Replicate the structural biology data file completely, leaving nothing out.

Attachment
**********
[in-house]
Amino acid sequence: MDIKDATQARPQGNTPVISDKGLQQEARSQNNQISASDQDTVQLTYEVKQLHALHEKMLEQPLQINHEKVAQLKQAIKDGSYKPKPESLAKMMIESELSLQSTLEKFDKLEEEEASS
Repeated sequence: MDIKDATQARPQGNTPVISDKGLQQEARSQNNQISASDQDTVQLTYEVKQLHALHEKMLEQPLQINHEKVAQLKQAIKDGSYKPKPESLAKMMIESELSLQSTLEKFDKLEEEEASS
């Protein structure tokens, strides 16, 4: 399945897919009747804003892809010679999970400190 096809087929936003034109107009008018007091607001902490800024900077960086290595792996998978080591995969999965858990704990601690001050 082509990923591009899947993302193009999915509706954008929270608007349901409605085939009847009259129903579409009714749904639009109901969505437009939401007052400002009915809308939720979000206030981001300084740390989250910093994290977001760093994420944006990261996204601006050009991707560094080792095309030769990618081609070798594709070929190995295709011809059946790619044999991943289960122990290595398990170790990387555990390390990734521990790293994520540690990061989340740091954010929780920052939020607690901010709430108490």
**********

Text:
[in-house]
Amino acid sequence: MDIKDATQARPQGNTPVISDKGLQQEARSQNNQISASDQDTVQLTYEVKQLHALHEKMLEQPLQINHEKVAQLKQAIKDGSYKPKPESLAKMMIESELSLQSTLEKFDKLEEEEASS
Repeated sequence: MDIKDATQARPQGNTPVISDKGLQQEARSQNNQISASDQDTVQLTYEVKQLHALHEKMLEQPLQINHEKVAQLKQAIKDGSYKPKPESLAKMMIESELSLQSTLEKFDKLEEEEASS
């Protein structure tokens, strides 16, 4: 399945897919009747804003892809010679999970400190 096809087929936003034109107009008018007091607001902490800024900077960086290595792996998978080591995969999965858990704990601690001050 082509990923591009899947993302193009999915509706954008929270608007349901409605085939009847009259129903579409009714749904639009109901969505437009939401007052400002009915809308939720979000206030981001300084740390989250910093994290977001760093994420944006990261996204601006050009991707560094080792095309030769990618081609070798594709070929190995295709011809059946790619044999991943289960122990290595398990170790990387555990390390990734521990790293994520540690990061989340740091954010929780920052939020607690901010709430108490």